The Map of Early Modern London project has created an interactive, digital version of a map, which was originally cut from wood in 1561, but had since been lost to history. The earliest version researchers had to work with is from 1633.
"We started with a map that was missing a little bit of information, but otherwise presents this really wonderful picture of London as Shakespeare would have seen it when he came to London in the late 1580s or 1590s," said project director Janelle Jenstad.
The huge research team filled in the missing information, and have labelled neighbourhoods and features such as streets, landmarks, waterways, taverns, churches and brothels.
"People can come to our map and they can select all of the gates in the wall for example, or the wall, and those will automatically colour in so you can see the shape of the wall," said Jenstad.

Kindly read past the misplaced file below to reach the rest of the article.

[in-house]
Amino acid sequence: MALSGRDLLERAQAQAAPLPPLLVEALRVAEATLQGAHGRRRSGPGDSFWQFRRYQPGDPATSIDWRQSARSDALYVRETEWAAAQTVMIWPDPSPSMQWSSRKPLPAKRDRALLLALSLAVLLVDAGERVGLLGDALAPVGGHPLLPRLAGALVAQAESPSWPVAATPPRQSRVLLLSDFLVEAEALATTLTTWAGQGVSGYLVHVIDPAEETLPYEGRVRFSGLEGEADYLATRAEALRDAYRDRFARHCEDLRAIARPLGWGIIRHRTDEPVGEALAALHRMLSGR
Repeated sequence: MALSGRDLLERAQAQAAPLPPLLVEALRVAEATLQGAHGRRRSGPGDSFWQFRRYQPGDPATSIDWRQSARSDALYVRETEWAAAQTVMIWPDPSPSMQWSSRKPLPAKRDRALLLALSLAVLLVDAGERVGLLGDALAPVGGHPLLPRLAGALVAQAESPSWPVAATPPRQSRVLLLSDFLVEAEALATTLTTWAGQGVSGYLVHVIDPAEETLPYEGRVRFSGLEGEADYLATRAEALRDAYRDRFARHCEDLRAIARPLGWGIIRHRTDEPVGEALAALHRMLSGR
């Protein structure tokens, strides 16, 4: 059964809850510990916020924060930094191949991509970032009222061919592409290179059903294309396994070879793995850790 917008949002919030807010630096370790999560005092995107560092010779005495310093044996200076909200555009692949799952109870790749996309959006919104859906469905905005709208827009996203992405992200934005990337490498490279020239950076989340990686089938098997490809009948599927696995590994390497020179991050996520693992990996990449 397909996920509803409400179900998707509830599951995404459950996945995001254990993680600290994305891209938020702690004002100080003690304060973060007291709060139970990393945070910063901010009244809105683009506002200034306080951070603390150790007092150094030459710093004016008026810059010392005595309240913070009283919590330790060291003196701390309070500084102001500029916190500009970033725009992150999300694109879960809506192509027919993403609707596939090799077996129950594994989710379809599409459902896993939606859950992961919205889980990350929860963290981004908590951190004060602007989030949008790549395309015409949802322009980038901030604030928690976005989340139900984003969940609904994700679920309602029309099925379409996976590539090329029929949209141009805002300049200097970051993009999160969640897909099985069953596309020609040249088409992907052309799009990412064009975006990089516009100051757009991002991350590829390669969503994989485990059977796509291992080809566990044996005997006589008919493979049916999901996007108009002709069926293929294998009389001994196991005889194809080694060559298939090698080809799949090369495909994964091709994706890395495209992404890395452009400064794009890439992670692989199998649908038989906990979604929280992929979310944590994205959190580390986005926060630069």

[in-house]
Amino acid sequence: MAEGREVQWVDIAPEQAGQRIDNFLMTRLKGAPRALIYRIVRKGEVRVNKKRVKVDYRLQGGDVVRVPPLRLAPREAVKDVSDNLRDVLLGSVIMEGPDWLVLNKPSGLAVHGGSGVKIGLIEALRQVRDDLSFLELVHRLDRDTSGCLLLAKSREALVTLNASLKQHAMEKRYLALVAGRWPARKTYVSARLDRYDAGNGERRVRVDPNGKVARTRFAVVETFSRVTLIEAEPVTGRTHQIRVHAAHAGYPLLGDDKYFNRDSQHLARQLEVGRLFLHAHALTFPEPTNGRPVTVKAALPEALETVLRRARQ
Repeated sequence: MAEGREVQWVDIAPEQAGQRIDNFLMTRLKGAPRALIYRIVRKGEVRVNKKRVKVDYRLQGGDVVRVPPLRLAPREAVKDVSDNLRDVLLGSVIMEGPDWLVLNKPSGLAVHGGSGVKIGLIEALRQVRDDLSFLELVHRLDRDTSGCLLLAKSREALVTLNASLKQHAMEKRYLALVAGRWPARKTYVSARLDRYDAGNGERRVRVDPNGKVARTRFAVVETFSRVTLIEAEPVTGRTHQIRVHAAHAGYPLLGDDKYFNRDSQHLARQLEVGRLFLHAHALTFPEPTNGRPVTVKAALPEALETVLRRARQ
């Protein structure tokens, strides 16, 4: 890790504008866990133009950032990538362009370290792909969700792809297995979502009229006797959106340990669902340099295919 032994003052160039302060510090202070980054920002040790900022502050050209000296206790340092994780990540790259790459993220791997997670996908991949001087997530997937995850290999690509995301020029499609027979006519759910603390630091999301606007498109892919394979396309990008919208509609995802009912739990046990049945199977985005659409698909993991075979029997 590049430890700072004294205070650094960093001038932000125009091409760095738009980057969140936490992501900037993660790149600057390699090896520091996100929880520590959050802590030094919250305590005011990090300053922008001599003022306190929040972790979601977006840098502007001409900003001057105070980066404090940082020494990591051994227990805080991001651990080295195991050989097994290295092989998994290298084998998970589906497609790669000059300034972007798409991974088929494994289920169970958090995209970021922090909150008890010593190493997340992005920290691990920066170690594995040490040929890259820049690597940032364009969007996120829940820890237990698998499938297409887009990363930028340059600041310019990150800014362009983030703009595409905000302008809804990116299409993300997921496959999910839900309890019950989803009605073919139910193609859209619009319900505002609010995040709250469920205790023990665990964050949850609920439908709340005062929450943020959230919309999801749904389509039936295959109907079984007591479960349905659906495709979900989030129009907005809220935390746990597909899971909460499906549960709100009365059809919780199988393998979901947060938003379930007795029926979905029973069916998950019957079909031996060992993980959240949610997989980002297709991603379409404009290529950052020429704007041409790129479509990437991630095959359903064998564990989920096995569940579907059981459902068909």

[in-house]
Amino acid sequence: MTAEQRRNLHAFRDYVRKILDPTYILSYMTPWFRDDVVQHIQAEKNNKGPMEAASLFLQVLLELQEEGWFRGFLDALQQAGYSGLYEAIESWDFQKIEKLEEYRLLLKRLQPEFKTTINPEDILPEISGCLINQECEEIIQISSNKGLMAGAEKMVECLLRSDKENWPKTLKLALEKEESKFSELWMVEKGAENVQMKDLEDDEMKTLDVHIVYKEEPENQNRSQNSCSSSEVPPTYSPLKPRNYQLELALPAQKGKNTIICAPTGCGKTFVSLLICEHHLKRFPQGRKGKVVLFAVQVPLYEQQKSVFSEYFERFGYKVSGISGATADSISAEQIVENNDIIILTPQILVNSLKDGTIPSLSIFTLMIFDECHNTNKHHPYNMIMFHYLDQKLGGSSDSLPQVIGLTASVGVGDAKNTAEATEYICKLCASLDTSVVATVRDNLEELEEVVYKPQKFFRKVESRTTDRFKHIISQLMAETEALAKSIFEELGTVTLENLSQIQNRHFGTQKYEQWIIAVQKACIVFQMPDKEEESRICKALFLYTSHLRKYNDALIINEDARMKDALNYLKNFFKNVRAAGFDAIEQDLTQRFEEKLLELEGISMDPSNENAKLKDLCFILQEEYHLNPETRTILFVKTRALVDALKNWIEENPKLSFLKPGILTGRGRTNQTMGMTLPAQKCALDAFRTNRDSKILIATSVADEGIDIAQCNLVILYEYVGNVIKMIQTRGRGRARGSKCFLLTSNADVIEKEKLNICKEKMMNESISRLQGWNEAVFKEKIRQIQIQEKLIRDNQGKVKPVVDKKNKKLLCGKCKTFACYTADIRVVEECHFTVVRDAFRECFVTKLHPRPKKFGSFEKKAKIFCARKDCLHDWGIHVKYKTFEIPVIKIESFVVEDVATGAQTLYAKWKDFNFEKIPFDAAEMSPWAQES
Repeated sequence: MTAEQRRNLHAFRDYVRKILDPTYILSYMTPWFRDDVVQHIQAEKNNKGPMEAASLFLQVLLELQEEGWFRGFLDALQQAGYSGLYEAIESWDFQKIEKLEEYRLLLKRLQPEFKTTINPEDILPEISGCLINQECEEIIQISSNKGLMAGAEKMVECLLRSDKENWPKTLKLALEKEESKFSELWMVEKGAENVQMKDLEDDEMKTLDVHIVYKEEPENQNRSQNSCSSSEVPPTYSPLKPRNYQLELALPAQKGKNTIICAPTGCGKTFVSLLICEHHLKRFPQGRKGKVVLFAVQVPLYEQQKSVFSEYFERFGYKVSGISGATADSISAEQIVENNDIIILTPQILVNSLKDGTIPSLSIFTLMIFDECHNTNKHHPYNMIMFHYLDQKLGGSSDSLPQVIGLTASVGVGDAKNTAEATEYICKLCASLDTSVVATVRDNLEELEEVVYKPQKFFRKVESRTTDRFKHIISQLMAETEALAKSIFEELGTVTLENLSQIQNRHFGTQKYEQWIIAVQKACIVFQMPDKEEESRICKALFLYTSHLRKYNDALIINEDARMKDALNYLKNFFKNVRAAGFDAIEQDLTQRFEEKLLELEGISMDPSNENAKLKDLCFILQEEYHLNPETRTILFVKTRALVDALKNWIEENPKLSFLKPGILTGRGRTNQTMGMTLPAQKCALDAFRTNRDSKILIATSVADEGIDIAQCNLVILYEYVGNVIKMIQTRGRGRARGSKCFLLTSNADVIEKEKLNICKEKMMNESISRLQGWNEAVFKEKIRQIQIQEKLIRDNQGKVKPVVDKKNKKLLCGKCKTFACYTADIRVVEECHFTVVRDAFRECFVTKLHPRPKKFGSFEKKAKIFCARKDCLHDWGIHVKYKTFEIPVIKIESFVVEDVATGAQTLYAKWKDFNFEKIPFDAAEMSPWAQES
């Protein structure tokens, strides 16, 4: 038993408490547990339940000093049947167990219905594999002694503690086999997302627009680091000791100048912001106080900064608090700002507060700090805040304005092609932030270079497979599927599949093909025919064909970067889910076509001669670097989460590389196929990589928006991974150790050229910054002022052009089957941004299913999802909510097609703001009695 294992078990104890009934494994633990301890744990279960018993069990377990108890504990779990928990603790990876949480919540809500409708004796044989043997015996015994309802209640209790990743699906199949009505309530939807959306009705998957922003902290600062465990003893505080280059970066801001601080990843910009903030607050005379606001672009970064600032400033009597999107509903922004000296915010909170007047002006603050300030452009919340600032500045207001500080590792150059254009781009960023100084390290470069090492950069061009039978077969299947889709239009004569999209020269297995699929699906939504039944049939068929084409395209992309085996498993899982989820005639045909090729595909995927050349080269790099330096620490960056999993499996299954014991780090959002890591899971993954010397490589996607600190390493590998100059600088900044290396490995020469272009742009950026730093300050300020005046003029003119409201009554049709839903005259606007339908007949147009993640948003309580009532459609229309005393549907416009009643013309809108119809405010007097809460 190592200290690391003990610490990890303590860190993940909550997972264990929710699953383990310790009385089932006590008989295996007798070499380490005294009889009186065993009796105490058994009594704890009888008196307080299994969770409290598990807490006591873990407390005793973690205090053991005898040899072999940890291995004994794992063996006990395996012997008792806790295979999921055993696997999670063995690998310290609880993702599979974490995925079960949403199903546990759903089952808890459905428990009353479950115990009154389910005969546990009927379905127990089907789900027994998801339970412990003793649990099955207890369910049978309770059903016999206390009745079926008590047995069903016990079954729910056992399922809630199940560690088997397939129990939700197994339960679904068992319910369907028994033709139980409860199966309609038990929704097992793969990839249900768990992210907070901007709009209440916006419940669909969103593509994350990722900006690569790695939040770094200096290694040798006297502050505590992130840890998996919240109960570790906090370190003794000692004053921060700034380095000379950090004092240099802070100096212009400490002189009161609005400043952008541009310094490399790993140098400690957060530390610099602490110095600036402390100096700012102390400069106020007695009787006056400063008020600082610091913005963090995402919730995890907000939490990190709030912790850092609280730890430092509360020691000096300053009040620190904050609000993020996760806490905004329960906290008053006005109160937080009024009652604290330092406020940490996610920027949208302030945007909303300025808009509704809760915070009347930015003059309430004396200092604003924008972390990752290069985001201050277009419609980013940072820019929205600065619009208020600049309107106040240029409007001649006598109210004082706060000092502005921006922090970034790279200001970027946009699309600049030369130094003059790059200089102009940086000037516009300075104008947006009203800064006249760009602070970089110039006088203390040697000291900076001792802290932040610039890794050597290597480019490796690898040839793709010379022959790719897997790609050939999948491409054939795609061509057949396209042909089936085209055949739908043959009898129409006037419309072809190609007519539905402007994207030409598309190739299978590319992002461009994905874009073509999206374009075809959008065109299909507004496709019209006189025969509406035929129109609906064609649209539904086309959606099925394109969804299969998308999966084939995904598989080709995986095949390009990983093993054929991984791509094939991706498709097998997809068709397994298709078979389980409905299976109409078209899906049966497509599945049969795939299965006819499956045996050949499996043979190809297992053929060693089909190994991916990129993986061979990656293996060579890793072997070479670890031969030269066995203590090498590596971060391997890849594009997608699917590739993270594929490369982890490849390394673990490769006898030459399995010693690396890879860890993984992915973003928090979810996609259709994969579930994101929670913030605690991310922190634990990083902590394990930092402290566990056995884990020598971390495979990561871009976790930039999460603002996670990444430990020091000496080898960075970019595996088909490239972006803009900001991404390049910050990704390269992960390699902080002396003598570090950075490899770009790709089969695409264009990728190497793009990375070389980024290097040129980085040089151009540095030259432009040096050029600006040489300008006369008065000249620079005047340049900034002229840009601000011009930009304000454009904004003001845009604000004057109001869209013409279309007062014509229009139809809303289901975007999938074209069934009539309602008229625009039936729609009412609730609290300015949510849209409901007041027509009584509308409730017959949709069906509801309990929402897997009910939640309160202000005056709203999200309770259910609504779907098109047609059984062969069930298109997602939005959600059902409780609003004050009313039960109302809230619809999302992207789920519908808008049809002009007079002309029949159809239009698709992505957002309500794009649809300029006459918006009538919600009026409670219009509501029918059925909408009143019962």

Jenstad said project started as a way to help students better understand Shakespeare's plays.
"There's that extra layer of meaning in those plays that's lost to us unless we're prepared to enter that space virtually and understand the Tower of London was the first thing that you saw when you walked out of the Globe Theatre and looked north," she said.
Jenstad said Shakespeare likely celebrated most of his birthdays at work.
"He probably woke up in the morning ... in his lodging on Silver Street, had breakfast of some sort in an 'ordinary' — a type of a restaurant where people took most of their meals — and then he probably walked to the theatre."
To hear the full interview with Janelle Jenstad, listen to the audio labelled: A map of Shakespeare's London.
Watch Bard on the Beach artistic director Christopher Gaze sing Happy Birthday to Shakespeare